19. Identification of protein secretion systems and novel secreted proteins in Rhizobium leguminosarum bv. viciae

    PubMed Central

    Krehenbrink, Martin; Downie, J Allan

    2008-01-01

    Background Proteins secreted by bacteria play an important role in infection of eukaryotic hosts. Rhizobia infect the roots of leguminous plants and establish a mutually beneficial symbiosis. Proteins secreted during the infection process by some rhizobial strains can influence infection and modify the plant defence signalling pathways. The aim of this study was to systematically analyse protein secretion in the recently sequenced strain Rhizobium leguminosarum bv. viciae 3841. Results Similarity searches using defined protein secretion systems from other Gram-negative bacteria as query sequences revealed that R. l. bv. viciae 3841 has ten putative protein secretion systems. These are the general export pathway (GEP), a twin-arginine translocase (TAT) secretion system, four separate Type I systems, one putative Type IV system and three Type V autotransporters. Mutations in genes encoding each of these (except the GEP) were generated, but only mutations affecting the PrsDE (Type I) and TAT systems were observed to affect the growth phenotype and the profile of proteins in the culture supernatant. Bioinformatic analysis and mass fingerprinting of tryptic fragments of culture supernatant proteins identified 14 putative Type I substrates, 12 of which are secreted via the PrsDE, secretion system. The TAT mutant was defective for the symbiosis, forming nodules incapable of nitrogen fixation. Conclusion None of the R. l. bv. viciae 3841 protein secretion systems putatively involved in the secretion of proteins to the extracellular space (Type I, Type IV, Type V) is required for establishing the symbiosis with legumes. The PrsDE (Type I) system was shown to be the major route of protein secretion in non-symbiotic cells and to secrete proteins of widely varied size and predicted function. This is in contrast to many Type I systems from other bacteria, which typically secrete specific substrates encoded by genes often localised in close proximity to the genes encoding the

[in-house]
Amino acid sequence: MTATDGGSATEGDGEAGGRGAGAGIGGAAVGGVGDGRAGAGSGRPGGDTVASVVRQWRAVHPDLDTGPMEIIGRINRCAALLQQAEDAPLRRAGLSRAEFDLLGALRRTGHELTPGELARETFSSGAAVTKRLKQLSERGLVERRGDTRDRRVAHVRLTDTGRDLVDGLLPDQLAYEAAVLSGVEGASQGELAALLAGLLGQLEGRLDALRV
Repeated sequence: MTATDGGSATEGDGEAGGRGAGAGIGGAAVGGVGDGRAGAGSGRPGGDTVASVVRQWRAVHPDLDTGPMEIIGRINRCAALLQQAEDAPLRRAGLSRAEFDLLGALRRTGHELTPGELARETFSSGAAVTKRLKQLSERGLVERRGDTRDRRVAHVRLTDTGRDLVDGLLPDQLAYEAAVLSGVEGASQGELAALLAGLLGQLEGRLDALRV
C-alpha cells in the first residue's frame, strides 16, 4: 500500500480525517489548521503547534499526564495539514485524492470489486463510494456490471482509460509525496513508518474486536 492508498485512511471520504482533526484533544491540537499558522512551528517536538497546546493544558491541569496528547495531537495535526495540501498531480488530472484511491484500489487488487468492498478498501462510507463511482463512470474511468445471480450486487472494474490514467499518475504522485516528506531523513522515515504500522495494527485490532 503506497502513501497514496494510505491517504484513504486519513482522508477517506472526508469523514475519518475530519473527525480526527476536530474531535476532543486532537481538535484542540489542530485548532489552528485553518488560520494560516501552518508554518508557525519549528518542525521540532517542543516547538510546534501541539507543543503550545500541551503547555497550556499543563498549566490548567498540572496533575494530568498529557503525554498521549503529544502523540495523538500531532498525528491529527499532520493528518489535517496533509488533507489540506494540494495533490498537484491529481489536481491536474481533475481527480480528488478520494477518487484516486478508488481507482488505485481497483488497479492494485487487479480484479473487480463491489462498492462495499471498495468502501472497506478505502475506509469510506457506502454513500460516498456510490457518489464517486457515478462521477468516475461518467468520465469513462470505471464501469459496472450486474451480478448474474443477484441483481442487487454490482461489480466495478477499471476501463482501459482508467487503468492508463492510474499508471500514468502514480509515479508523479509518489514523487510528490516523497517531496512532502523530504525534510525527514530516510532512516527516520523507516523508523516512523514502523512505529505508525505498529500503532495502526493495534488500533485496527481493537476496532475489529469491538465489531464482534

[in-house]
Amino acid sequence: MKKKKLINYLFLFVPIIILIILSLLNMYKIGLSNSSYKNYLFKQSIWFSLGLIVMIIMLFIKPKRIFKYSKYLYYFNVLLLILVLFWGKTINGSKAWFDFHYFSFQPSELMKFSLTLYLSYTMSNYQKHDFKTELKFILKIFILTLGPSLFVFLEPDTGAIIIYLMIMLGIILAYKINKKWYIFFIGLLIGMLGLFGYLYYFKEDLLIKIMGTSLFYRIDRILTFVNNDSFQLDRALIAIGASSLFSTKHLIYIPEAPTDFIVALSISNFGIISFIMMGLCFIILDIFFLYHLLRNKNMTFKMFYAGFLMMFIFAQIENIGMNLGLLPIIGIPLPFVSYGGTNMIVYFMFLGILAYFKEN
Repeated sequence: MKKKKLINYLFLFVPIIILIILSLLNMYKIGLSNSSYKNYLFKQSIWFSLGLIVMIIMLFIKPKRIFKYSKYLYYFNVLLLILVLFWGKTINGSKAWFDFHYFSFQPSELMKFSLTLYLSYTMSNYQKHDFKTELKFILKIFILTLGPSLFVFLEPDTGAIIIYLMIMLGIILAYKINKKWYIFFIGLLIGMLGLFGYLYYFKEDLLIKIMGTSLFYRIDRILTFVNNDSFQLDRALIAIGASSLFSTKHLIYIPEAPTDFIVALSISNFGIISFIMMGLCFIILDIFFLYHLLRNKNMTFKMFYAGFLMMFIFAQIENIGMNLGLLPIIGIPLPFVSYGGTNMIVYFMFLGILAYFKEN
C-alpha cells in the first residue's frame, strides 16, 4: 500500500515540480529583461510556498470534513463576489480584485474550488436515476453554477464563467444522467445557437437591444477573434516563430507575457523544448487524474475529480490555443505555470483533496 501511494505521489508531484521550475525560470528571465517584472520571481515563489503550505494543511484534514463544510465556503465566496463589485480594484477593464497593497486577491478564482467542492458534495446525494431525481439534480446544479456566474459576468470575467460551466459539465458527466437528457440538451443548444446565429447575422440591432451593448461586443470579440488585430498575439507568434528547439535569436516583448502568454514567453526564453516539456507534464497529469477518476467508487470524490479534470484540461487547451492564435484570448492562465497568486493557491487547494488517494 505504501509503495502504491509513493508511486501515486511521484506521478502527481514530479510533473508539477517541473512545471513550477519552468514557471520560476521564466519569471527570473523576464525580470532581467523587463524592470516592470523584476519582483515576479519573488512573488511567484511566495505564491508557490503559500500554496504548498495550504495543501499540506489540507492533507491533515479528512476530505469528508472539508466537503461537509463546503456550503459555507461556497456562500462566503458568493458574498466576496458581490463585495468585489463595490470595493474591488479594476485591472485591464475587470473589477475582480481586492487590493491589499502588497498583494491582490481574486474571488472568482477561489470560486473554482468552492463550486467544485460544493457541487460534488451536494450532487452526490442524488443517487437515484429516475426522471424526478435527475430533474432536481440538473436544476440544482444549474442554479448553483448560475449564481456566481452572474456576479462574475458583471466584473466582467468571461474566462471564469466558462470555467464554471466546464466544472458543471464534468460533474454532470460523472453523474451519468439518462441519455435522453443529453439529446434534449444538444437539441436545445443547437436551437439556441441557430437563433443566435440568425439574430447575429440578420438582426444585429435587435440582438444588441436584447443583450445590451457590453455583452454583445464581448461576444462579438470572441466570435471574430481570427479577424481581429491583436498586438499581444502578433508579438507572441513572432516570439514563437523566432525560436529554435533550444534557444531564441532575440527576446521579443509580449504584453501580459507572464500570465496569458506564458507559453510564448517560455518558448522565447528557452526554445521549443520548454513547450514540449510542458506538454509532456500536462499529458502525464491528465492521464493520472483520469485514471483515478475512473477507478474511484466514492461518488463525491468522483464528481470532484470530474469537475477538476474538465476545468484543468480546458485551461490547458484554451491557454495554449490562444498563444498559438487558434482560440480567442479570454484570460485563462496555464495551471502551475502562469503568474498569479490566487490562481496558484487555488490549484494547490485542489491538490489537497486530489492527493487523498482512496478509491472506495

20. A light-triggered protein secretion system.

    PubMed

    Chen, Daniel; Gibson, Emily S; Kennedy, Matthew J

    2013-05-13

    Optical control of protein interactions has emerged as a powerful experimental paradigm for manipulating and studying various cellular processes. Tools are now available for controlling a number of cellular functions, but some fundamental processes, such as protein secretion, have been difficult to engineer using current optical tools. Here we use UVR8, a plant photoreceptor protein that forms photolabile homodimers, to engineer the first light-triggered protein secretion system. UVR8 fusion proteins were conditionally sequestered in the endoplasmic reticulum, and a brief pulse of light triggered robust forward trafficking through the secretory pathway to the plasma membrane. UVR8 was not responsive to excitation light used to image cyan, green, or red fluorescent protein variants, allowing multicolor visualization of cellular markers and secreted protein cargo as it traverses the cellular secretory pathway. We implemented this novel tool in neurons to demonstrate restricted, local trafficking of secretory cargo near dendritic branch points.

  1. Dynamics of an Ultrafast Folding Subdomain in the Context of a Larger Protein Fold

    PubMed Central

    Davis, Caitlin M.; Dyer, R. Brian

    2014-01-01